To us, this was nirvana.
Lucky for us…
Lucky for us, it’s where we grew up, grew into ourselves, defined our identities, learned how to ride, knew what friendship meant, stuck together, practiced team-work, and found ourselves growing UP in the midst of our youth, adolescence, puberty, and young adulthood. Even though there might be problems at home, at work or in school, we all called ourselves very lucky to have none of those at the barn. Horses made sure of that.
Lucky for us we had so many barn parents to steer us in the right direction, keep us focused on what mattered most, and keep us on our mental toes. Lucky for us, we had all those barn parents and horses to teach us to reach for our personal bests no matter what challenges we faced. And if our ego showed up, it was shown the barn door!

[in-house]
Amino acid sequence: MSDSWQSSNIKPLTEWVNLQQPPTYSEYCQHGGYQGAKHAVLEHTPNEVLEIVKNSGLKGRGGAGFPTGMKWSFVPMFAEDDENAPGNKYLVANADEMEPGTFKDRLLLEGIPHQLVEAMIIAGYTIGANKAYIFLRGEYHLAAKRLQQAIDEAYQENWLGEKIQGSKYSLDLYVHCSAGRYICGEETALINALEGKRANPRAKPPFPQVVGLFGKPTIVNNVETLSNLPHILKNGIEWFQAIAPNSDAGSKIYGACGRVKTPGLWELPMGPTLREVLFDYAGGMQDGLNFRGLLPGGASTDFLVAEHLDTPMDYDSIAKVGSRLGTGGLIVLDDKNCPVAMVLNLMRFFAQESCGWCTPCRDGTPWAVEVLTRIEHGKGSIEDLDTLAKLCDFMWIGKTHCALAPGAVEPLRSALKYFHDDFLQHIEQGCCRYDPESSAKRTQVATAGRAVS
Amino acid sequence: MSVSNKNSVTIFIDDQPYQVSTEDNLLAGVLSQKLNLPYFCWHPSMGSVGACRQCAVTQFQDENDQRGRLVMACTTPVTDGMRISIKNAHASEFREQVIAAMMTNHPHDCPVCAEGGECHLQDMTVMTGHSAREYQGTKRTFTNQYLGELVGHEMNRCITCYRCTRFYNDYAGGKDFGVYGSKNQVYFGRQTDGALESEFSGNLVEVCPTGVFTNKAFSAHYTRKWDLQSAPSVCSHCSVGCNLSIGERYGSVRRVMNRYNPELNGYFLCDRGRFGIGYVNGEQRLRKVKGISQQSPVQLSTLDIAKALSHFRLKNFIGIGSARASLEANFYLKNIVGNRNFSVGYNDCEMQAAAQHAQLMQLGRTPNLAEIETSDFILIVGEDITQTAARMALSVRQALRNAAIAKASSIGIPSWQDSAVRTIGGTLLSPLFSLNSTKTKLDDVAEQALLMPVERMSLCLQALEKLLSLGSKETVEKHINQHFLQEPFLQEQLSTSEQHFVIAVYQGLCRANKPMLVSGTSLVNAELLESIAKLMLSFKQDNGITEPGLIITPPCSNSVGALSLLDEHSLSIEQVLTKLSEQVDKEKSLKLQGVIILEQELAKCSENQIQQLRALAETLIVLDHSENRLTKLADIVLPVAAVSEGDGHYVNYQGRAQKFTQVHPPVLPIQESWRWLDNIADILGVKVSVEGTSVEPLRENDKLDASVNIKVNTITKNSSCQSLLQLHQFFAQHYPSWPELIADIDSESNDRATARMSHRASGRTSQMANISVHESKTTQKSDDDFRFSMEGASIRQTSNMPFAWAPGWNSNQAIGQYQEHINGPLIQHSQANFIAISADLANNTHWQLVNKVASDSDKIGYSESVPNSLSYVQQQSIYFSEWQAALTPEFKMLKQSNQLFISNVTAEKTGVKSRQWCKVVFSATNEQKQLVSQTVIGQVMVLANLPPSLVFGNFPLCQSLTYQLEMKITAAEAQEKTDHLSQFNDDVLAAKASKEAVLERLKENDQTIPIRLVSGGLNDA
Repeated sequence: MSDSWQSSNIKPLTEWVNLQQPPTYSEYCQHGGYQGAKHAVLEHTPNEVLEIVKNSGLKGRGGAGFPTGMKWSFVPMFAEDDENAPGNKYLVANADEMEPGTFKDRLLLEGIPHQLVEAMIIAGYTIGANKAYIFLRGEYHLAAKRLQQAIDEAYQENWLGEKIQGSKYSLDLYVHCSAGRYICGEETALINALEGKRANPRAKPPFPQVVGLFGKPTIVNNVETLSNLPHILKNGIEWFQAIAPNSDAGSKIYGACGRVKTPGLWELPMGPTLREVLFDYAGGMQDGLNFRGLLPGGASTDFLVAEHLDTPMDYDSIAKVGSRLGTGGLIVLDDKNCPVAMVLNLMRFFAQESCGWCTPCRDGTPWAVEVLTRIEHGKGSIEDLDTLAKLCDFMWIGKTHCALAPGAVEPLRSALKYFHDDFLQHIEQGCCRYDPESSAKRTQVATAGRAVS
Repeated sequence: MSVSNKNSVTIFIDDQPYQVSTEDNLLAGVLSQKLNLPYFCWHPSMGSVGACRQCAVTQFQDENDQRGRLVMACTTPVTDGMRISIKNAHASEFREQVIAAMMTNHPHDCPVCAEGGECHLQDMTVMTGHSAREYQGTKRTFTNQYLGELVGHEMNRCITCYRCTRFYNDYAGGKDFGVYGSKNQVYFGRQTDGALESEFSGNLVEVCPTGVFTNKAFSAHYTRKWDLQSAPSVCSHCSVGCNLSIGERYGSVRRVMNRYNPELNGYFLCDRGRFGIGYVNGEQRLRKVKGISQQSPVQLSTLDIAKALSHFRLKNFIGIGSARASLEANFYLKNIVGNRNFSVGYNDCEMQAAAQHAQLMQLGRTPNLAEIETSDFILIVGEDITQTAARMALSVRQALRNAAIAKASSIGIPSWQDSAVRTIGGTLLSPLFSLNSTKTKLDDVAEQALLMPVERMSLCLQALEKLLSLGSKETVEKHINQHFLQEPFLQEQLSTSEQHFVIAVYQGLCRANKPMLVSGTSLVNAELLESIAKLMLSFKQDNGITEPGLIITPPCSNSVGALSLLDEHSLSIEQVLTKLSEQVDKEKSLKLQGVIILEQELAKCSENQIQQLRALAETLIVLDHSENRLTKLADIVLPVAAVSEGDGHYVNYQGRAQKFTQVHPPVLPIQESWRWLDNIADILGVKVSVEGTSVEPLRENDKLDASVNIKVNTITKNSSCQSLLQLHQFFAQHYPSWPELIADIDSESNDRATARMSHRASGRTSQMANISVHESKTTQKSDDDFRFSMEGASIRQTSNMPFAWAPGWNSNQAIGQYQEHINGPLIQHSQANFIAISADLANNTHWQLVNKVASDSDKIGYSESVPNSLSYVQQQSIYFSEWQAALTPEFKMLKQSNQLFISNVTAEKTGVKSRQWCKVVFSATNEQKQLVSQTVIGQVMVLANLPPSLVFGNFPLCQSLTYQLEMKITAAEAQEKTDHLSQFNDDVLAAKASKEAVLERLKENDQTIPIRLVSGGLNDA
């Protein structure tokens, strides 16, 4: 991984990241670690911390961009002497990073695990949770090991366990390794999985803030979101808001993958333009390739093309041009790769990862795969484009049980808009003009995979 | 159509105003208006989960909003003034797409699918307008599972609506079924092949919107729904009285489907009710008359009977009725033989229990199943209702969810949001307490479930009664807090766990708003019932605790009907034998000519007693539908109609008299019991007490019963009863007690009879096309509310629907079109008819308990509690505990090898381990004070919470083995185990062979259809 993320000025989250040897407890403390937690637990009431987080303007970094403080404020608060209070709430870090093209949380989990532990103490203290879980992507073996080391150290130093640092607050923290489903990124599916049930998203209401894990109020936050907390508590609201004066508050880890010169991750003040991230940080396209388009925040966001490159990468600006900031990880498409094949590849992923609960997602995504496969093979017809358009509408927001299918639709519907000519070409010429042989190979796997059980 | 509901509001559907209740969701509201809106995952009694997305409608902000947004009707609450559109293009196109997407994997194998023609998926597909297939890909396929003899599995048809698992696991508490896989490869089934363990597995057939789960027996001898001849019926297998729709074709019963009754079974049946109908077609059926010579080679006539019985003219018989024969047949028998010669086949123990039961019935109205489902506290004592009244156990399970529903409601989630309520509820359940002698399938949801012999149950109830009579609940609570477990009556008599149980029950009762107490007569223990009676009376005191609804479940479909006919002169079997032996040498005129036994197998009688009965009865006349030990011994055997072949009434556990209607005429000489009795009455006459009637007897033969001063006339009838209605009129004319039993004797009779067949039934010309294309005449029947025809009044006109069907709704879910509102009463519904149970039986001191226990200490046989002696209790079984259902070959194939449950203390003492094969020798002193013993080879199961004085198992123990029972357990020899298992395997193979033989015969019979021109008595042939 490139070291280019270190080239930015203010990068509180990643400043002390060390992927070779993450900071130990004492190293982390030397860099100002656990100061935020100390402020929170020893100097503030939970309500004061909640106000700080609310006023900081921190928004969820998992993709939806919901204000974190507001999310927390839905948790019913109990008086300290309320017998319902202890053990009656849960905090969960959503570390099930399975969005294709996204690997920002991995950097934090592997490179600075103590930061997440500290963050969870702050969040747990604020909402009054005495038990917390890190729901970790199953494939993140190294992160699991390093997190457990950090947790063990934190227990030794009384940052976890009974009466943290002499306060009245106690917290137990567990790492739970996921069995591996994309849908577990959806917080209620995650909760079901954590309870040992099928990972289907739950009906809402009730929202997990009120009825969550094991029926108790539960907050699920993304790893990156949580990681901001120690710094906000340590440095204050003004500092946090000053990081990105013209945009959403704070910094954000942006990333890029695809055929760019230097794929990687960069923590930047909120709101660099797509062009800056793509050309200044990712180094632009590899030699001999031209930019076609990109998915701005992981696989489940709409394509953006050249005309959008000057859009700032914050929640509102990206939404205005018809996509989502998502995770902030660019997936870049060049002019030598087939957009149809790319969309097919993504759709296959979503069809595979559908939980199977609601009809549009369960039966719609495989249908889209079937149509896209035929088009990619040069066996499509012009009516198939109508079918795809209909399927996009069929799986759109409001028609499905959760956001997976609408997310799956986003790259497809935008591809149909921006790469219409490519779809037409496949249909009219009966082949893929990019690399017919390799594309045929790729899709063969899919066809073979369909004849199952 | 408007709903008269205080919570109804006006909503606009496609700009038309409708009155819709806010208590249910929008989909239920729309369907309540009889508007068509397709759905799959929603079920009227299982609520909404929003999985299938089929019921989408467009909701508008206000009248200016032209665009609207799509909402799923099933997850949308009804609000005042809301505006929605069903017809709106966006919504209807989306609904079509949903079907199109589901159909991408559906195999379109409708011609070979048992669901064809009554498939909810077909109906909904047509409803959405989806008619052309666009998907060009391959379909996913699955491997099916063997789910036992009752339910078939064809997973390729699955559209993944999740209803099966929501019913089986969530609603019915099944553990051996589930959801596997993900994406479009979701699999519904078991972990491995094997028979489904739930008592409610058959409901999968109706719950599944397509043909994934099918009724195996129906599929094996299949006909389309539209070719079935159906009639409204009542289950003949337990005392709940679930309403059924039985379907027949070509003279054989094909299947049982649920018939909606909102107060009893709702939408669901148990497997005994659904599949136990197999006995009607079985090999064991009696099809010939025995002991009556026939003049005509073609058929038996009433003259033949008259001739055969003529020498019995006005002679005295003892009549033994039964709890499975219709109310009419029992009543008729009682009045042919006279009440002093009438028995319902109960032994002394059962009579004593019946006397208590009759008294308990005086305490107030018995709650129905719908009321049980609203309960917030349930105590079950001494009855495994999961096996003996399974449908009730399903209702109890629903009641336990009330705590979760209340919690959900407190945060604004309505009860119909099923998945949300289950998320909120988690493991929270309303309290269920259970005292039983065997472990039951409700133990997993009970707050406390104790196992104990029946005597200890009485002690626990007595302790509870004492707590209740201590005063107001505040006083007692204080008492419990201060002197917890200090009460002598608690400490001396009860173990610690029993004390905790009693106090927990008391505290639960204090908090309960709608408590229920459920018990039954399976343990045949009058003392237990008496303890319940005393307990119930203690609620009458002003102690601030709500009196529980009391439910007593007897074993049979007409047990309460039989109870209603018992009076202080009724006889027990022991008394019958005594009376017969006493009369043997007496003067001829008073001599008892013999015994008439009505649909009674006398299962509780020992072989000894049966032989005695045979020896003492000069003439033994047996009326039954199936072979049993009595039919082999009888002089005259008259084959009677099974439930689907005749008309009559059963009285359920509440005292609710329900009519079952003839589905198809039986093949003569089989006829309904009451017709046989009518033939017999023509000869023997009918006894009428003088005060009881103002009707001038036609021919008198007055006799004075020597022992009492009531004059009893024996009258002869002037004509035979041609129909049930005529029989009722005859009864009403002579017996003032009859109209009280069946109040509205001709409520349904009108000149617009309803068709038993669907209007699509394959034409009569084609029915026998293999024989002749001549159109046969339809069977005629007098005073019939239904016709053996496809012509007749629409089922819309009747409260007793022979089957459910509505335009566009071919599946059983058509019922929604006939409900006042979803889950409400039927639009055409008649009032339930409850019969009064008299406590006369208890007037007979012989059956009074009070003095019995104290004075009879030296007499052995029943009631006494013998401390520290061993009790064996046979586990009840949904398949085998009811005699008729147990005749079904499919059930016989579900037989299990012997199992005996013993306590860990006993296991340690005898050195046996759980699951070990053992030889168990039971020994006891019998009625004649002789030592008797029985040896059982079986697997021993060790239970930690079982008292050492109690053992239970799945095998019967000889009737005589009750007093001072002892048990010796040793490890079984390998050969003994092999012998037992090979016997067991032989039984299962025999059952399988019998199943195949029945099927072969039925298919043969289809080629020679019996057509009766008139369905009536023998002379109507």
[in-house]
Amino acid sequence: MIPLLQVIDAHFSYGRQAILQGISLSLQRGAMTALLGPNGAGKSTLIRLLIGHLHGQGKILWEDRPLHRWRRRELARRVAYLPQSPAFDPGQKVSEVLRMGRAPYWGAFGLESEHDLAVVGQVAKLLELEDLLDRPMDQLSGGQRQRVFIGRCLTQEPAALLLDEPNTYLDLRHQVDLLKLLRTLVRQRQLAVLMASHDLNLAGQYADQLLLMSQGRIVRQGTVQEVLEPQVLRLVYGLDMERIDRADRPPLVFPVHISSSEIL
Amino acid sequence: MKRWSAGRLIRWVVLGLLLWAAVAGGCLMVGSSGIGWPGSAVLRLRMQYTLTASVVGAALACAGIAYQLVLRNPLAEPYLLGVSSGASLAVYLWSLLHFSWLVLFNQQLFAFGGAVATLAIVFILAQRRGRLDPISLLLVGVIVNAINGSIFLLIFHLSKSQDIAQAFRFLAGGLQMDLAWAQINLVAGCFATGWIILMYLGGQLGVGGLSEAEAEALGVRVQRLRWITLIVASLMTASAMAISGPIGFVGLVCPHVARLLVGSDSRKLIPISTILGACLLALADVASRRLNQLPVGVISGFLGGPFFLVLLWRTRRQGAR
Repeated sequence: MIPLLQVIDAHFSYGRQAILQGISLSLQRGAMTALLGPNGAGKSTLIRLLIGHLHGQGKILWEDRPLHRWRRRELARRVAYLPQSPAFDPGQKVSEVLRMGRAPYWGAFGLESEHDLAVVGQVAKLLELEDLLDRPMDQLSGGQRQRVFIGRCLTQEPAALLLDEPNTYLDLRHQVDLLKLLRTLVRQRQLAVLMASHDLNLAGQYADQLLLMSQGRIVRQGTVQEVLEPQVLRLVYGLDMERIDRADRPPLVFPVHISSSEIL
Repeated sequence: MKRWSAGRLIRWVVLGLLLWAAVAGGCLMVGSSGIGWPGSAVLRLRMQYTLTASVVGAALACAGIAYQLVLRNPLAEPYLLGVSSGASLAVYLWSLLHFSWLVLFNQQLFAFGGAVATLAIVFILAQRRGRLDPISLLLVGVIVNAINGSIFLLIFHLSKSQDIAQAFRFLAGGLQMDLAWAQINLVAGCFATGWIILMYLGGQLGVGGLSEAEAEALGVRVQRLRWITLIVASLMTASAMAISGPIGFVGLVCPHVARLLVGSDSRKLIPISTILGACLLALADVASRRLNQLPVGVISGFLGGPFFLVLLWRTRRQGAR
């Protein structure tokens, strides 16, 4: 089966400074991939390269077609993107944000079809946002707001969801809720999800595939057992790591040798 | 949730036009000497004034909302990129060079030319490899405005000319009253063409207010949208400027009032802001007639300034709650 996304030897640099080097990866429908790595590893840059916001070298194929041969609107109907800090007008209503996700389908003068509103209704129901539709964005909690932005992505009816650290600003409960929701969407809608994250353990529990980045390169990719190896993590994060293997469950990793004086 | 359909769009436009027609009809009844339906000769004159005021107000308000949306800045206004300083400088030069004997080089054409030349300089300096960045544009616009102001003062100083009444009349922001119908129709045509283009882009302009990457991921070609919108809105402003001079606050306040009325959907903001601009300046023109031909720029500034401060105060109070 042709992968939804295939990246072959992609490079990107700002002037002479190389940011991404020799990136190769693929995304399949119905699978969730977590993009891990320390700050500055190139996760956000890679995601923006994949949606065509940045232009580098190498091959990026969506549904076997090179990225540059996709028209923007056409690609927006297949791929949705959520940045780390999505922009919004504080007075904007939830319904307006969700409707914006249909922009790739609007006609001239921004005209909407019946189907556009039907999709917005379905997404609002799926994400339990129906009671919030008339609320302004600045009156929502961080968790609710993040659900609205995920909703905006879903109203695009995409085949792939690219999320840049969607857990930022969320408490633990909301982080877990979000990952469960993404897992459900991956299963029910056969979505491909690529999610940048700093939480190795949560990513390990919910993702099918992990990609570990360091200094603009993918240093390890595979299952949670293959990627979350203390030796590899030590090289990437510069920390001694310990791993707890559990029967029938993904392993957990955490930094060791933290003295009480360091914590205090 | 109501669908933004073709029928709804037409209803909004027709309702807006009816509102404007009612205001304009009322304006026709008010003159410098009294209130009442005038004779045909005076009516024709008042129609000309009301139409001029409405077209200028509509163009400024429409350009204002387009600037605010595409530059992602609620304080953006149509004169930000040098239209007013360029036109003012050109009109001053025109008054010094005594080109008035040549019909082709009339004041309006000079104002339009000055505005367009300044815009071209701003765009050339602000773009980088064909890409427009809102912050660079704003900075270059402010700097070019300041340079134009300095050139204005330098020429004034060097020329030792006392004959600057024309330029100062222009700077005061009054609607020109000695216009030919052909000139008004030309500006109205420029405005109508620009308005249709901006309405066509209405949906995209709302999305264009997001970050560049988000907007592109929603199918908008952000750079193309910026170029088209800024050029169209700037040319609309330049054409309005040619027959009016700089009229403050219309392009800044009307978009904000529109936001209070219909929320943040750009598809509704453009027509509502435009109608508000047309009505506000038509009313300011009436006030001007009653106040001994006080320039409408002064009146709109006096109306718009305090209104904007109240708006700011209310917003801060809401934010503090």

Lucky for us we had school horses like Linda Lou to teach us about personal space, even if it was a horse’s! Linda Lou was a little bay mare with a sour expression and an ears-back-at-all-times ‘tude. Her personal lesson plan was always about respecting personal space. Come too close and she’d bite the top right off your knee cap! Seriously, we all experienced her bloody wrath at least once! Even if you didn’t think you were close to invading her space, she reached out, bared her teeth, chased you down and gave you a warning never missing a beat. Her communication skills were very clear and we learned about respecting personal space straight from Linda Lou’s mouth! LOLS…not.
Then there was the golden palomino, Shamrock. Moving slower than a slug was equal to beginner safety. His opposite was the long-strided Apache. A tall lanky buckskin, black and white paint who loved to trot, Apache was the learn-to-sit-trot master.